Have you ever imagined wearing an ocean-friendly T-shirt made of plastic? When used plastic bottles are washed and chopped into flakes, melted and formed into chips, extruded into yarn and woven into fabric, then dyed, ocean-friendly, wrinkle-free T-shirts are what you get. ‘Raw Cycled’ T-shirts by cold pressed juice brand Raw Pressery is just one of the recent examples where companies are consciously trying to mitigate plastic pollution through upcycling or recycling. In Raw Pressery’s case, turning every seven empty plastic bottles into a wearable apparel has helped them make a “little impact”.
“Our primary goal is to mitigate the amount of plastic which is getting dumped in our wastelands and oceans. Seven Raw Pressery bottles, make one Raw Cycled t-shirt. From the time we started, we have successfully collected 1.2 million bottles. Currently, it’s a drop in the ocean but every little drop counts,” said Atiya Rakyan, ‘chief recycling officer’ of Raw Pressery.
Launched under a collection called Street to Studio, the T-shirts are made of 95 per cent recycled plastic polyester and five per cent synthetic fabric spandex.
Despite plastics being lightweight, versatile and durable and their ubiquitous presence in our daily lives, they are increasingly being seen as a challenge to animals, marine life and future generations.
According to a Central Pollution Control Board (CPCB) report, plastic waste generated in India in 2017-18 was a whopping 6,60,787.85 tonnes.
To fight single-use plastic pollution, and go the eco-friendly way, popular brands are opting for measures that align innovation with sustainability. Re-emphasising that everything has value — even plastic — companies are collecting waste from coastal areas and remote islands and coming up with innovative plastic management initiatives.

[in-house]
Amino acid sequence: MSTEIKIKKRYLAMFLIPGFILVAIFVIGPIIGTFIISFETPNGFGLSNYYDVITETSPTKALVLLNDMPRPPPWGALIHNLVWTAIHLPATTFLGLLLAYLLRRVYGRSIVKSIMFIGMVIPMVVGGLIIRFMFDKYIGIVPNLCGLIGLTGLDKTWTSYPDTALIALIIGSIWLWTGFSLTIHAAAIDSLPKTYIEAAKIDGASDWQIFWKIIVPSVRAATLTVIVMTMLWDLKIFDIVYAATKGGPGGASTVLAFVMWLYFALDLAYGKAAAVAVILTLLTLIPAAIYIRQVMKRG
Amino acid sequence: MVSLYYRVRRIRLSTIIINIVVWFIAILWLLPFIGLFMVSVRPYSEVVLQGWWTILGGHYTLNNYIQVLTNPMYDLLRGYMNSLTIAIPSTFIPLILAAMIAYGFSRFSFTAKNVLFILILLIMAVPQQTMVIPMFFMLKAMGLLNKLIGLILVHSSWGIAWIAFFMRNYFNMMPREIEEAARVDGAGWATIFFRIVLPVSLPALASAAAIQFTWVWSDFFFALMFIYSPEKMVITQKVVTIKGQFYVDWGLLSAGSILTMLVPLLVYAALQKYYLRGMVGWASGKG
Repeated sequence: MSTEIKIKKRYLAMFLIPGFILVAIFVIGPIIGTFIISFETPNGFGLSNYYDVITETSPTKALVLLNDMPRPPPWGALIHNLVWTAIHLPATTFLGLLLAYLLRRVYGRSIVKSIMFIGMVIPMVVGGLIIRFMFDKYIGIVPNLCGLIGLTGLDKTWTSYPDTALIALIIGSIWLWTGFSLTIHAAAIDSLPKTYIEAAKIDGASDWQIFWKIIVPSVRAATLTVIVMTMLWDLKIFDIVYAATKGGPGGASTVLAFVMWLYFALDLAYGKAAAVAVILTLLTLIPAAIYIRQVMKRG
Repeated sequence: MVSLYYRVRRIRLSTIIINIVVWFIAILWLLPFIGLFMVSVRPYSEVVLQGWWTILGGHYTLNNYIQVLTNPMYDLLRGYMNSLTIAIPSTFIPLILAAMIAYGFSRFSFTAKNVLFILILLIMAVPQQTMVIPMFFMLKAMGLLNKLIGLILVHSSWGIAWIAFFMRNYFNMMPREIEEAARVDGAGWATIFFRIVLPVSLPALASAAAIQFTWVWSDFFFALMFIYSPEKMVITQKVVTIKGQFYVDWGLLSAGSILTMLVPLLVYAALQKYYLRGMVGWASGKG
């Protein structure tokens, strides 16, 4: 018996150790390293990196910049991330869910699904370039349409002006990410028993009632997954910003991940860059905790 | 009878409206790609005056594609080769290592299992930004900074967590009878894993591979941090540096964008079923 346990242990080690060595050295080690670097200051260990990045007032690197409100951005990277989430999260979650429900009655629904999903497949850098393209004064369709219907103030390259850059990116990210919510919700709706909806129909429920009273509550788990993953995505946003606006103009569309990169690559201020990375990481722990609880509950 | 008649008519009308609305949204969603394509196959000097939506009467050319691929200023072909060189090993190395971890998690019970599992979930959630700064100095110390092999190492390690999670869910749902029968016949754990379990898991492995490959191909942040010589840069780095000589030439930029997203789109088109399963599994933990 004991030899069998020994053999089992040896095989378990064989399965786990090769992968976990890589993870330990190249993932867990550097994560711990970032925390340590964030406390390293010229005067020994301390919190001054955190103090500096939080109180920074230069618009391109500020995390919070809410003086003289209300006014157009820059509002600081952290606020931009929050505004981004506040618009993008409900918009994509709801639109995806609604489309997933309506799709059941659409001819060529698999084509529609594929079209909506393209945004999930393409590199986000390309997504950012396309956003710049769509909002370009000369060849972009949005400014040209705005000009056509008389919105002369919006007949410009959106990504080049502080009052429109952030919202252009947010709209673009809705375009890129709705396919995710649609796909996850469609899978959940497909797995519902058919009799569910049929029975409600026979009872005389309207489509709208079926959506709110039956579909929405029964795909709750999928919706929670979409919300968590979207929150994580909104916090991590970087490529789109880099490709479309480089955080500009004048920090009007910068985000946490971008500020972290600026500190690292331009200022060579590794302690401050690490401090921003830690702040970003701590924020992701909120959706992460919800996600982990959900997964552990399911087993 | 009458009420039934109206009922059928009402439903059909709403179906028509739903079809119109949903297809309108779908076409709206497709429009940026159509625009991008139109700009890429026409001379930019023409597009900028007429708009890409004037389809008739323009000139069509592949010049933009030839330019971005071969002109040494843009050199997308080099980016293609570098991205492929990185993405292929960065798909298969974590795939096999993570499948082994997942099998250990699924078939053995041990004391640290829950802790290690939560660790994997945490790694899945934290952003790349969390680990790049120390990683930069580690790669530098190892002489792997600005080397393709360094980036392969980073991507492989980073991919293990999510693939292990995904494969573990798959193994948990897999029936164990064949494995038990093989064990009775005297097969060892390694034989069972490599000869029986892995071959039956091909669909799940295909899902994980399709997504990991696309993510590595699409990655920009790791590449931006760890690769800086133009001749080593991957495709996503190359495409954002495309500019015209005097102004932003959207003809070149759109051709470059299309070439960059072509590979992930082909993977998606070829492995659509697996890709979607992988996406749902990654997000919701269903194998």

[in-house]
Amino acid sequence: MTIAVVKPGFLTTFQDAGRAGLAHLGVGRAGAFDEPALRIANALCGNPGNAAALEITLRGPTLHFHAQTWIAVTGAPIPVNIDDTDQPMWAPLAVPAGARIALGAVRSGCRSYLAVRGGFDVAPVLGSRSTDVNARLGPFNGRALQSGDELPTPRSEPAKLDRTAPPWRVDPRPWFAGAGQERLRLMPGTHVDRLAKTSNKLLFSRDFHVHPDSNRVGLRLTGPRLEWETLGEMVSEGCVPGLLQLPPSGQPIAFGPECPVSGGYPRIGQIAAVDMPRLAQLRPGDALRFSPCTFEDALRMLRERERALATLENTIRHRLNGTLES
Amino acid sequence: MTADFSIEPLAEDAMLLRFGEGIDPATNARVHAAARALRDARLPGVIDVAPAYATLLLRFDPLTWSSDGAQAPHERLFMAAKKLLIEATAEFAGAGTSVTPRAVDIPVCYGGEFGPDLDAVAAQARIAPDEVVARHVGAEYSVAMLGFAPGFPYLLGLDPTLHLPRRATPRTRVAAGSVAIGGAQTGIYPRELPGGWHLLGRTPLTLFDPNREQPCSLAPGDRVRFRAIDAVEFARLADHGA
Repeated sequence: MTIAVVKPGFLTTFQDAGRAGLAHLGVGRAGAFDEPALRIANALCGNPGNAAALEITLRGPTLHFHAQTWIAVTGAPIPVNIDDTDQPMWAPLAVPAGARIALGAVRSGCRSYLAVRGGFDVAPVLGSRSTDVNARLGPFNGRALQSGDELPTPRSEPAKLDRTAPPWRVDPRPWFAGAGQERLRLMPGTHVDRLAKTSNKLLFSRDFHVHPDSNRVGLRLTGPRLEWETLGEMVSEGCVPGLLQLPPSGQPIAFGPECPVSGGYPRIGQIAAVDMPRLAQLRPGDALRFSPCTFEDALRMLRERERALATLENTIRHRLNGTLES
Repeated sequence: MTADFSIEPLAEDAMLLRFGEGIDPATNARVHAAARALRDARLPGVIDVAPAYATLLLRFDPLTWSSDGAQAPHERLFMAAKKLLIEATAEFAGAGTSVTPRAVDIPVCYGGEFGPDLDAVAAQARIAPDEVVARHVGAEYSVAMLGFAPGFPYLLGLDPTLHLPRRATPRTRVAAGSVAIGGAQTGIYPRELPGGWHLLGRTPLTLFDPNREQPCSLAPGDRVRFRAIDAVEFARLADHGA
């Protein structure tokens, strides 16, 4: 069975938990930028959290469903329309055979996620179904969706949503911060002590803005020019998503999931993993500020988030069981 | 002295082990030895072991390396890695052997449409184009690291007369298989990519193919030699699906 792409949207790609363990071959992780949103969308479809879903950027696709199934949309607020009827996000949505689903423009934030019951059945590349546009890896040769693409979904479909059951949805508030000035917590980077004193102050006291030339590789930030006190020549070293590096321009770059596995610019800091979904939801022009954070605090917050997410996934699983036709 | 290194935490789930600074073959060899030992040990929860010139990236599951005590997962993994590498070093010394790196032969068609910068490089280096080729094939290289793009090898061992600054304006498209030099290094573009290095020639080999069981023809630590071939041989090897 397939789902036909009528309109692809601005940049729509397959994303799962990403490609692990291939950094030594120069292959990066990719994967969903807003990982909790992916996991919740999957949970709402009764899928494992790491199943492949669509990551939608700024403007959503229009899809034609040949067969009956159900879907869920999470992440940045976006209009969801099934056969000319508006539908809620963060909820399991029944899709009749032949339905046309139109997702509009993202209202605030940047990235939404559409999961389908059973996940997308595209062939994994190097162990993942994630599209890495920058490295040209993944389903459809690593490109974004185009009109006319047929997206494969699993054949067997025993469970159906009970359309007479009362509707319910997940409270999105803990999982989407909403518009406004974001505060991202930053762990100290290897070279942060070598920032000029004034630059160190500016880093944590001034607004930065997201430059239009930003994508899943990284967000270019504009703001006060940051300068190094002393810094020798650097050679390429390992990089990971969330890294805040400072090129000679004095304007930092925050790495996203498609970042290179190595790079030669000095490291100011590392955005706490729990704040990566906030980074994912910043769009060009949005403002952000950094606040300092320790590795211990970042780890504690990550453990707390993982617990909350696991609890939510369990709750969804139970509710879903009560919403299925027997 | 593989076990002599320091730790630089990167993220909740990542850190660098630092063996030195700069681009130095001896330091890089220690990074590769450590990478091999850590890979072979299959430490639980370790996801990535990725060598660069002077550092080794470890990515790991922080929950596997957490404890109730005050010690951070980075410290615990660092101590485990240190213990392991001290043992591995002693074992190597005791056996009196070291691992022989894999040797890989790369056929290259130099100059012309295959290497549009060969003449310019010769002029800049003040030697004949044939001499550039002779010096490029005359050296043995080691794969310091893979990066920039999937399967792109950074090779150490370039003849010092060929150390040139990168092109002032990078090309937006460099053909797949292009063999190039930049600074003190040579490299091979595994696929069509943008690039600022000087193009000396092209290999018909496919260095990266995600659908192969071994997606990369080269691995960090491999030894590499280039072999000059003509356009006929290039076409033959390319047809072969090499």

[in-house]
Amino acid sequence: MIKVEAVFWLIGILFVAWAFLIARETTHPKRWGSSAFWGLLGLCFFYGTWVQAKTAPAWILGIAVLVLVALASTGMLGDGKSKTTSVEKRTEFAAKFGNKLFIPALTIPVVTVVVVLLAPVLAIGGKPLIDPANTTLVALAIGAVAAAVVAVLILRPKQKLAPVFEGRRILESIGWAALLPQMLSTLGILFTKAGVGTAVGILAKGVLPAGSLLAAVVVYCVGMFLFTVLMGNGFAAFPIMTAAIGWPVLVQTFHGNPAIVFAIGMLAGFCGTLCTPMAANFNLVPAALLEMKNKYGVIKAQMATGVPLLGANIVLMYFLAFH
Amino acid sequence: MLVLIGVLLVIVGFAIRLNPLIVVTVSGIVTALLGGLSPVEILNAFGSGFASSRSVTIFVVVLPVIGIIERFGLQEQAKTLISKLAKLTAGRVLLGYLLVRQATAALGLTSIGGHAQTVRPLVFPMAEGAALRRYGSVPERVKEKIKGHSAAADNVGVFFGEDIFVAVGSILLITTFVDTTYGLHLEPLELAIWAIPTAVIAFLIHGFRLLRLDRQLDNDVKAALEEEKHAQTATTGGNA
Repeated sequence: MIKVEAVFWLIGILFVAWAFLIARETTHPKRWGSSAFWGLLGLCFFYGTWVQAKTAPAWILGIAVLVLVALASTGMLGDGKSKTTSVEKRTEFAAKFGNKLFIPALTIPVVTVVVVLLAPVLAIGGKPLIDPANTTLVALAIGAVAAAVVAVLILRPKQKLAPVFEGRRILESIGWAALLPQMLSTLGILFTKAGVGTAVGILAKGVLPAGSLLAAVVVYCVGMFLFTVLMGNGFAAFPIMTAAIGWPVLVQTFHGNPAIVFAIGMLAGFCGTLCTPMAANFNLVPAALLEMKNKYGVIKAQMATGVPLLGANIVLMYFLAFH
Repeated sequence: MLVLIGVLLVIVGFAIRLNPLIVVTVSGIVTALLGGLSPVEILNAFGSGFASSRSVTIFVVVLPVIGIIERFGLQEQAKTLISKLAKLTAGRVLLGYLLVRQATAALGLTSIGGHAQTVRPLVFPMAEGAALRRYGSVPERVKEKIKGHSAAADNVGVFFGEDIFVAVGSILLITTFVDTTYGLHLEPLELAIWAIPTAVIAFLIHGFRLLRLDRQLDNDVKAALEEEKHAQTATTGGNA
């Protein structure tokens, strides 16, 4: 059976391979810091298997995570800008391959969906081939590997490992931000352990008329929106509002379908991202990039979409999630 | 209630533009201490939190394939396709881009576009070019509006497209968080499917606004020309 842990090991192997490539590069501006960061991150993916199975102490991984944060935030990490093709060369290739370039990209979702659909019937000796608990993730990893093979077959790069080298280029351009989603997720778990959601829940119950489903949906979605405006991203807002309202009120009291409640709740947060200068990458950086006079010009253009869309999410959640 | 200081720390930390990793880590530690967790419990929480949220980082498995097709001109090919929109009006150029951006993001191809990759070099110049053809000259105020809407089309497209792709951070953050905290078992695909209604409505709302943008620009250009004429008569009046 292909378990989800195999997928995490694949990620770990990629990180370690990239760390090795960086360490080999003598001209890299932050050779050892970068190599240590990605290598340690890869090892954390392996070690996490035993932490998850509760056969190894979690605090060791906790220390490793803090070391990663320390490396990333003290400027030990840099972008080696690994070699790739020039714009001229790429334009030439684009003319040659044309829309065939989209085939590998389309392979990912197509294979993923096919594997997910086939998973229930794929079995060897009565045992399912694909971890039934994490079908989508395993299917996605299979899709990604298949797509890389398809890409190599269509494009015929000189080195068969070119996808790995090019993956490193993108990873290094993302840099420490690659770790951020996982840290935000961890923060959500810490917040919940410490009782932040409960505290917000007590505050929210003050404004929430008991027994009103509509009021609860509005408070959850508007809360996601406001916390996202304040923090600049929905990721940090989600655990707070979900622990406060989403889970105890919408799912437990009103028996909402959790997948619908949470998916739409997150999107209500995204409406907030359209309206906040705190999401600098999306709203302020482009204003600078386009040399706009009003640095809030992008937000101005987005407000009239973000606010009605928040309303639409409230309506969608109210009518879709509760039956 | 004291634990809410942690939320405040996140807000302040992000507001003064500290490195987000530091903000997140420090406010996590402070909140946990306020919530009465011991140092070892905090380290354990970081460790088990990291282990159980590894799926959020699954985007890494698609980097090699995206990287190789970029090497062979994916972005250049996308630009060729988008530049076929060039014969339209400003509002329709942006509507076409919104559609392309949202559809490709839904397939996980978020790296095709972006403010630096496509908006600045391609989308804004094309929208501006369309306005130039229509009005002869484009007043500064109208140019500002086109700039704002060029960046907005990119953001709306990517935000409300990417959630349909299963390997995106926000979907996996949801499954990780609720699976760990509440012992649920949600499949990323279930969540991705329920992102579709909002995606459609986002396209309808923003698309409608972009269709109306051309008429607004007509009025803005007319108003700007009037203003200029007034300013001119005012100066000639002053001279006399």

“The intent is to spread awareness and transform ocean plastic pollution into high-performance sportswear, spinning the problem into a solution, the threat, into a thread,” Sharad Singla, director, brand marketing, Adidas India, told indianexpress.com.
Launched in 2017, Run For The Oceans (RFTO) is a global movement by sportswear brand Adidas and environmental organisation Parley that harnesses the power of sport to draw attention to the devastating levels and impact of marine plastic pollution.
With studies suggesting that one may be eating a credit card’s worth of plastic each week, and companies acknowledging that the use of plastics cannot be done away with, the way ahead lies in looking at useful transformation of plastics.
“We invited the global running community to lace up for the oceans, with Adidas contributing $1 for every kilometre ran between June 8 and 16 in New York (US), Barcelona (Spain) and Shanghai (China). The movement witnessed an overall participation of 87,490 individuals running on the Runtastic app, clocking a total of 1,75,060.81 kms and clearing over 238 tonnes of plastic waste manually as part of the beach clean-up drives, plogging efforts in Delhi, and boats running in mangroves of Mumbai. The waste was then transported to an Adidas supplier who then produced the yarn,” explained Singla.
In 2018, Adidas produced more than five million pairs of running shoes made from plastic. These contained 95 per cent post-consumer recycled (PCR) plastics sourced from ocean and beach clean-ups. The shoes produced were Alphabounce Parley for Rs 9,999 and Alphaboost Parley for Rs 14,999.
A 2017 PwC-Assocham study indicated that owing to poor waste management practices, a staggering 88 square kms of land — nearly equal to the area under the administration of New Delhi Municipal Council — will have to be dedicated for waste disposal through landfilling by 2050.